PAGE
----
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3D scanning is common practice in scientific research, heritage preservation, online museums and more. With multiple 3D scanning applications in both science and education, 3D technology has made it possible to interact with objects by creating a precise digital copy, allowing for more versatility and collaborative work like never before. Online museums created with 3D scanning technology provide heritage preservation for future generations to come, as well as bring down geographical boundaries, making culture more accessible to all. 3D scanning in research is a fast, accurate method for comparing shapes and 3D measurements, while also being very effective for recreating scenes in VR for immersive training.
Though 3D technology is usually perceived as a futuristic concept, a recent project it was involved in proved that it could also take us back in time. Over 10 000 years back in time to be exact.
Viticulture, a science that the Athenian historian Thucydides claimed to have had a civilizing effect, may not be the most expected field of study to apply Artec 3D solutions to. Yet grape cultivation stands to gain enormously from using them, as a group of researchers has shown recently in their article.
3D and VR technologies alike are growing ever more popular throughout industries all over the world and are becoming especially common in the healthcare field due to their precision, ease of use and versatility.
The Centre for Digital Documentation and Visualisation is a partnership between Historic Environment Scotland and The Glasgow School of Art, set up to deliver innovative digital heritage projects.
The Department of Multimedia Technologies of the State Darwin Museum is digitizing its collection using 3D scanner Artec Eva. The 3D models created are to be used in the development of interactive, educational presentations in exhibitions.
Artec3D scanners help an injured alligator a new tail and chance in life.
With Artec Eva and Space Spider 3D scanners, engineers at NASA’s Hybrid Reality Lab are able to scan tools and other assets that are used in space and create 3D printed trackable versions that can be used to enhance training.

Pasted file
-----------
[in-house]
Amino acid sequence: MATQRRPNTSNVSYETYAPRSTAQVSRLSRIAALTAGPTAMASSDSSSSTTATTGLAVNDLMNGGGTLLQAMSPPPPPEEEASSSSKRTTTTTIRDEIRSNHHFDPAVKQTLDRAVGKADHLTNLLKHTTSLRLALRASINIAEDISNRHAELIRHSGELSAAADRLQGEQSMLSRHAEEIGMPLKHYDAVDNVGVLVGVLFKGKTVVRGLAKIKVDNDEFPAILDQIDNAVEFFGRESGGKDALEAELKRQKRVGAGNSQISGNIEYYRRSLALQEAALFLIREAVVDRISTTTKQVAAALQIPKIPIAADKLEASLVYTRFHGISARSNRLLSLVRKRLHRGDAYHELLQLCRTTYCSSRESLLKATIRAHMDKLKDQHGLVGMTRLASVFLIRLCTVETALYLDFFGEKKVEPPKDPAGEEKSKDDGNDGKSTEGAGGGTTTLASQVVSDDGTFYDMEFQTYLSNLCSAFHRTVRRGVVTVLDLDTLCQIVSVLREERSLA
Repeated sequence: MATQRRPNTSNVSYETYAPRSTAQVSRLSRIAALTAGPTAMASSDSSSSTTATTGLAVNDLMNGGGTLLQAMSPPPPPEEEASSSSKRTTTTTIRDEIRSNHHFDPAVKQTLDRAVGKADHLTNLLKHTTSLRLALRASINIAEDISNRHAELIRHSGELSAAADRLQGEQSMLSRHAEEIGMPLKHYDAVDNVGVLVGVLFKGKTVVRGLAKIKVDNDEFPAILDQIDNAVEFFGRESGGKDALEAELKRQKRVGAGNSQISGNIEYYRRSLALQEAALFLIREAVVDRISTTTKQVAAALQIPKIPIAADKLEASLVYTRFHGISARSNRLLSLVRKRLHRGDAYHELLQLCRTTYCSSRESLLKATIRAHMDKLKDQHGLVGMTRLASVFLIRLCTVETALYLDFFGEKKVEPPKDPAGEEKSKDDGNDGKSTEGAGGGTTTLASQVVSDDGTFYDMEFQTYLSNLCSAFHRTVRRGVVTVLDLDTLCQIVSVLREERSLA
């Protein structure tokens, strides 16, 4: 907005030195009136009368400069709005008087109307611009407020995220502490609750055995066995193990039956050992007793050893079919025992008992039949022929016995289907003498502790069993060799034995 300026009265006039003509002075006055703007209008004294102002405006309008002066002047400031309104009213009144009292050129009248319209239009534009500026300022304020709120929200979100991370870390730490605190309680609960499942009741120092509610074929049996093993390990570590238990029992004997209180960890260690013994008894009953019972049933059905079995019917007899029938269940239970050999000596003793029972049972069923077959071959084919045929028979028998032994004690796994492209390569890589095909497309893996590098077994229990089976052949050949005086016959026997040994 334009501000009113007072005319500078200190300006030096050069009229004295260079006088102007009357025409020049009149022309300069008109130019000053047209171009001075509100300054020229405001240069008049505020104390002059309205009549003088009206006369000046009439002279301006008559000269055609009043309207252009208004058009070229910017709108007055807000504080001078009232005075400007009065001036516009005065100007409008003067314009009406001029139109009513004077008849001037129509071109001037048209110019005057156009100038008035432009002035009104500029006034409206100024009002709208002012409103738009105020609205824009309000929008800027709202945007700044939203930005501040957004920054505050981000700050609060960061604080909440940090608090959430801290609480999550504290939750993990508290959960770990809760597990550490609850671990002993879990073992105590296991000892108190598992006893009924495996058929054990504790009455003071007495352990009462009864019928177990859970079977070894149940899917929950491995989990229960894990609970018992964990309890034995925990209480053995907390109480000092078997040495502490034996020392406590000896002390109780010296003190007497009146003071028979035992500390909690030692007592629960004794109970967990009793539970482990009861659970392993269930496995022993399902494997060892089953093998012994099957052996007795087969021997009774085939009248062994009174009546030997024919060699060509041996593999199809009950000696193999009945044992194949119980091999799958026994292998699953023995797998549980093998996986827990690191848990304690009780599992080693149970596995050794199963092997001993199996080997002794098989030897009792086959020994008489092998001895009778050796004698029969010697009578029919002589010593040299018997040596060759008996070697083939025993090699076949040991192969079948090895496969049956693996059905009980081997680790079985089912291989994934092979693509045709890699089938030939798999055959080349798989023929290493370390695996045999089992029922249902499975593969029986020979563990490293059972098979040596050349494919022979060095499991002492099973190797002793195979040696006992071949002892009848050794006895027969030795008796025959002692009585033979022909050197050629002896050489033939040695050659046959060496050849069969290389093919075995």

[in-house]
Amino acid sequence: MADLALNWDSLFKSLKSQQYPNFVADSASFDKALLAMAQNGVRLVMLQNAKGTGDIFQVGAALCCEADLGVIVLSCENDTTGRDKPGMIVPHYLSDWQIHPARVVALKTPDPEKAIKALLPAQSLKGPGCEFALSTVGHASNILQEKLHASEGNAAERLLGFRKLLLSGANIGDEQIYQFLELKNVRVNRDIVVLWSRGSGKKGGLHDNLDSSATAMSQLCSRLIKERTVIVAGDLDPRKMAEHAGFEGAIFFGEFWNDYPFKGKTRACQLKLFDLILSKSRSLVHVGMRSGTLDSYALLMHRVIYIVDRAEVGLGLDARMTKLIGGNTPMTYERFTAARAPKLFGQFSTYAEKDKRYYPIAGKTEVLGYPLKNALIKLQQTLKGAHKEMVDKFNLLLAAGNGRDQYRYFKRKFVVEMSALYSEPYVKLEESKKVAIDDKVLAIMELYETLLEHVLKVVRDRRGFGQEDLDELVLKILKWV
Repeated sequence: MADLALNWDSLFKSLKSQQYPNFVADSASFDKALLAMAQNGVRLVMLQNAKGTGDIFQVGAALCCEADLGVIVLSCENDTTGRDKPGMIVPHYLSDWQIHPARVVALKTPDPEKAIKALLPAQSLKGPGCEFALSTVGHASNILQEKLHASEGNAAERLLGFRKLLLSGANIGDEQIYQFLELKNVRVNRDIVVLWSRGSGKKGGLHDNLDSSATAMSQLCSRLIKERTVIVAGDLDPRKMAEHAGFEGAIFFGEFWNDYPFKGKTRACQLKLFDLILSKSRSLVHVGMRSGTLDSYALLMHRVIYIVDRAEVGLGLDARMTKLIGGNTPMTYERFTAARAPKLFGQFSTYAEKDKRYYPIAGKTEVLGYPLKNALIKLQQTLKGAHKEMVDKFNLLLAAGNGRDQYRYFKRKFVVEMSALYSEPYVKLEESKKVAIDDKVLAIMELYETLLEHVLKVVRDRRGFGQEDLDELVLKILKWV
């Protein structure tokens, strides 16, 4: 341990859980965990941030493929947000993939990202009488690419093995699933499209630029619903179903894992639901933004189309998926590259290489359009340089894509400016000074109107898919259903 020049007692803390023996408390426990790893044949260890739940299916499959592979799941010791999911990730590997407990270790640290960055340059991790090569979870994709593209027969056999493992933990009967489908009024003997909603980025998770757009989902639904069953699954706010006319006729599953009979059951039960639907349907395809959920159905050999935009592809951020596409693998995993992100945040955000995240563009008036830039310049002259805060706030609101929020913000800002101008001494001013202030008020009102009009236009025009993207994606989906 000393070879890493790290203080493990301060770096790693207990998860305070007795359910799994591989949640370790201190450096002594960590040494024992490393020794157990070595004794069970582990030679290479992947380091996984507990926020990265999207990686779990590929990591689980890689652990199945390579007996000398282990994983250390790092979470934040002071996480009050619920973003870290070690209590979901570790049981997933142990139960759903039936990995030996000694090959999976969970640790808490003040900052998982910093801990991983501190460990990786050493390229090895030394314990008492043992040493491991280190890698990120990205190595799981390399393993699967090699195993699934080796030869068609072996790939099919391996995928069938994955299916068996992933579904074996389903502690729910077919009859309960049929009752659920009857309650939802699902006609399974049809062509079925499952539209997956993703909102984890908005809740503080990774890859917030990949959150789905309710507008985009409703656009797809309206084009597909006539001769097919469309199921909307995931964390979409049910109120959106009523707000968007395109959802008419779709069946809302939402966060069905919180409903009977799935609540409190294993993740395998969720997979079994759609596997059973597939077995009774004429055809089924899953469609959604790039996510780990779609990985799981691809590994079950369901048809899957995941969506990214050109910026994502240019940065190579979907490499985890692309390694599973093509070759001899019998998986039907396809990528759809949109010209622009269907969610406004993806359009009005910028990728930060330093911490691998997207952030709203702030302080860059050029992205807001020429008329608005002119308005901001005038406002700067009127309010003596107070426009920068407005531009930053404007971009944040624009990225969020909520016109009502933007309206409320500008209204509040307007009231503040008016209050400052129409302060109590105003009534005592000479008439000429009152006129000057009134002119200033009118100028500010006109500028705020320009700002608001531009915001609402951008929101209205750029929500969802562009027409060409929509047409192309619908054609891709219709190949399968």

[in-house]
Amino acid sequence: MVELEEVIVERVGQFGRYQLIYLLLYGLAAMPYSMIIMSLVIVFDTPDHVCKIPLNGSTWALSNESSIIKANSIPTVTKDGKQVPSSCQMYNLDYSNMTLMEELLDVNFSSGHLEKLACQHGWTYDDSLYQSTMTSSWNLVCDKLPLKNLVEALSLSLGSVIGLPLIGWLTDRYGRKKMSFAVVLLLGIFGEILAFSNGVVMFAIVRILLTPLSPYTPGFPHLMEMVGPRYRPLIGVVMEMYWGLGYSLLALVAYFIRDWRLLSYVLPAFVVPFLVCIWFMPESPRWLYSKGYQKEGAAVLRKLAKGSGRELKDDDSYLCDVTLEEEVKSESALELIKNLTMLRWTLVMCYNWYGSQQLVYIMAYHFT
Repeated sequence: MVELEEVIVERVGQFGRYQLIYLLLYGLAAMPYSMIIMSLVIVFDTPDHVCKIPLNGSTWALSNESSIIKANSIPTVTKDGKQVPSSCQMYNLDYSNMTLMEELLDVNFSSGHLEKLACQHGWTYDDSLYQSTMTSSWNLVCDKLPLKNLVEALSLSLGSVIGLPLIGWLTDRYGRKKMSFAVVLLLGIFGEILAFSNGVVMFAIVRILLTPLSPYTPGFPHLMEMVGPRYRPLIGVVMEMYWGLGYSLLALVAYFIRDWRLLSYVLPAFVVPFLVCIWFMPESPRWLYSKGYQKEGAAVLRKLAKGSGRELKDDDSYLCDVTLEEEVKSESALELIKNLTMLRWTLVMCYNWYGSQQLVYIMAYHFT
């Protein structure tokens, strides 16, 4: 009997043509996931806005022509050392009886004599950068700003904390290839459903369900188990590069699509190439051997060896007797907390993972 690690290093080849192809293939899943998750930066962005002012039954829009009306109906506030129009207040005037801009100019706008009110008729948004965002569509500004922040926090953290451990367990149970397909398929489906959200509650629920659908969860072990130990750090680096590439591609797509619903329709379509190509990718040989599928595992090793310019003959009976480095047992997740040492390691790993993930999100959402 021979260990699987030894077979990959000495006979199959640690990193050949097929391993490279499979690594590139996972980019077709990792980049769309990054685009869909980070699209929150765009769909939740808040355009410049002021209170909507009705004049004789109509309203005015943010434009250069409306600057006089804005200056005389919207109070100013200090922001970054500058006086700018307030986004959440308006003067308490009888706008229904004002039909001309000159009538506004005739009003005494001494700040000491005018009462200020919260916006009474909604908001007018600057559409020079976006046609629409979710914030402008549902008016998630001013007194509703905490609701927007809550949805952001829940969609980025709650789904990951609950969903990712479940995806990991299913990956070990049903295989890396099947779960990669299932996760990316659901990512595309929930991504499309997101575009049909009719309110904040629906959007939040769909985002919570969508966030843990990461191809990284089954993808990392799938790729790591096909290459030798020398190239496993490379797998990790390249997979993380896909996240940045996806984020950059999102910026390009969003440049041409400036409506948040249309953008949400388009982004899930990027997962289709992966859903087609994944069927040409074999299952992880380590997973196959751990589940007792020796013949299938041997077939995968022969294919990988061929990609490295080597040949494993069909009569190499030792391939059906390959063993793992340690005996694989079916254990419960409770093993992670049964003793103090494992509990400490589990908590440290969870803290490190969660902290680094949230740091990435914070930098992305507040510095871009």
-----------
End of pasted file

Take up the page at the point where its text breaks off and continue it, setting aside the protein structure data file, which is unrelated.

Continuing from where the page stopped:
Liverpool-based Face Lab uses Artec 3D scanning technology for forensic and archaeological research, installation art, and a new post-graduate program MA Art in Science.
Artec 3D and Volume Graphics combine a textured 3D scan of an ancient Egyptian mummy with its computed tomography scan to obtain the mummy’s most accurate 3D model to date, which shows its detail both on the outside and inside in one same model.
Valentin Vanhecke of the Dutch company 4Visualization has scanned the astonishingly well preserved skeleton of a giant dinosaur that lived 66 million years ago. The newly mounted skeleton is now on display at a local museum.
A paleontology student with basic 3D scanning knowledge ventured on an expedition at an excavation site in Kenya to digitize finds discovered by world-famous paleontologists.
A recent addition to the forensic reconstruction toolkit at the University of Dundee, Artec’s Eva and Space Spider 3D scanners help scientists advance their research.
Researchers find that Artec Eva 3D scanner works smoother and faster than photography at a crime scene, providing critically important spatial data.
Google’s online collection of museum exhibits expands with 3D models of artifacts scanned with Artec Eva.
The largest find of fossils of Homo naledi, a human ancestor previously unknown to scientists, has been 3D scanned with Artec Eva.
How to liven up history class and get students more engaged? Hawaiian teachers use Artec 3D scanners.
Partnership serves to increase ornithology knowledge among students, universities and scientific organizations
3DZ, Artec’s Italian partners, 3D print replicas of artifacts for local museums, creating tactile collections for blind and visually impaired people.
Team Artec takes to Lake Turkana, Kenya to work alongside world-famous paleontologists 3D digitizing fossilized remains of prehistoric animals and hominids.
You wouldn't know it to look at him but this shark is model material. Sure, he's not what you'd call classically good looking – his eyes are small and his teeth far from impressive.
Recently, Artec employees visited NPP Zvezda, a unique enterprise in Russia, which produces individual life-support systems for pilots and astronauts.
Ogham stones are among Ireland's most remarkable national treasures. These perpendicular-cut stones bear inscriptions in the unique Irish Ogham alphabet, using a system of notches and horizontal or diagonal lines/scores to represent the sounds of an early form of the Irish language.
The year was 1812. Napoleon invaded Russia and was getting dangerously close to Moscow. The last stance for the city was the infamous battle of Borodino which took place on September 7th.